- The Washington Times - Wednesday, December 8, 2004

Whether he is tinkering with a church steeple, pointing to a farm or noting the presence of trolls under a trestle, Styrkar Braathen tends to describe most of the things in his country’s annual holiday display as “typically Norwegian.”

As in … “This is a typical Norwegian farm, with the cows, the barn, the tractor;” and “This is a typical Norwegian train station” or a “typical Norwegian fishing boat.”

Circling the distance around the mountain-village setting, he delights in showing off this year’s gigantic model train display, a few days before its Nov. 23 opening, as the most magical part of the eighth annual Norwegian Christmas at Union Station in the District.

Mr. Braathen and a crew of helpers were busy setting up the display, which occupies much of the station’s West Hall. The three trains, including a 10-car set pulled by a diesel engine, weren’t up and running yet. First, there were odds and ends to be dealt with: placement of snow and mountains, tunnels and little figurines of people and animals in the important business of creating a “typically Norwegian” scene.

While some of the elements of the Norwegian festival — chefs, musicians, exhibitions — vary from year to year, the trains and the presence of an enormous Christmas tree do not. They always return to provide sights that are not only instantly associated with Christmas, but also serve as a consistent draw for thousands of visitors every day throughout the holiday season.

Every year, the festival can be boiled down to a combination of music, art, food, children, traditions, the tree and the trains.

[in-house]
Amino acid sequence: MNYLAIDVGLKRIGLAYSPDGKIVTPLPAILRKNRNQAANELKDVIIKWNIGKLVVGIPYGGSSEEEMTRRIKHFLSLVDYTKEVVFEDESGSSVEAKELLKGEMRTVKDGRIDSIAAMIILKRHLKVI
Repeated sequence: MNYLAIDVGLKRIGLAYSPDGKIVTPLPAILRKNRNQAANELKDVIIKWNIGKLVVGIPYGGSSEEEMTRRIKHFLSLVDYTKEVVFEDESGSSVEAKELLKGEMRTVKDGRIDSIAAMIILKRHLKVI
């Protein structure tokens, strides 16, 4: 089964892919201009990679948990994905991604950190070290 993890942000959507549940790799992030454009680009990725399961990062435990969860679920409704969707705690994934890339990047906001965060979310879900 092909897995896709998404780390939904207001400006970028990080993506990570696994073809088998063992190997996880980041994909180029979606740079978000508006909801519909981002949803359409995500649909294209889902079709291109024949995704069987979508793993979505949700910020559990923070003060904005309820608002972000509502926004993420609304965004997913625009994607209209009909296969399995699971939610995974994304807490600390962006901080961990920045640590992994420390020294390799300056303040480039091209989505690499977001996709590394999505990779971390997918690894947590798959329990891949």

This year, the opening-day highlights included the start of the annual Toys for Tots drive, with representatives of the U.S. Marine Corps Reserves accepting the first gift from Norwegian Ambassador Knut Vollebaek on behalf of his embassy.

A glamorous “celebrity guest,” Princess Martha Louise, daughter of Norway’s King Harald V and Queen Sonja, was present a bit later to flip the switch, which turned on the 8,000 lights atop the 30-foot balsam fir, Norwegian in spirit but grown in Minnesota.

Still to come are appearances by Norwegian jazz star Silje Nergaard at the Kennedy Center tonight and classical violinist Henning Kraggerud at the National Gallery of Art on Sunday.

Until Dec. 31, the Center Cafe at Union Station will be featuring a special menu concocted by Andreas Viestad, the Norwegian chef who gained fame with his PBS show “Kitchen of Light,” now in its second season. Mr. Viestad will be at the Center Cafe for a book signing Saturday.

Through Dec. 28, visitors will also have an opportunity to view a special display and photographic exhibition on the Sami, the indigenous native people of Norway — also known as Lapps — who traditionally have lived as reindeer herders.

• • •

Although the Union Station festivities began in 1996 during the tenure of Mr. Vollebaek’s predecessor, former Norwegian Ambassador Tom Vraalsen, the tradition of his country’s international Christmas largess dates to 1947, when Norway sent the first of its annual Christmas trees to the United Kingdom.

That gift (erected every year in London’s Trafalgar Square) and its Washington counterpart are intended as a goodwill gesture on the part of Norway in gratitude for help received from its allies during Word War II.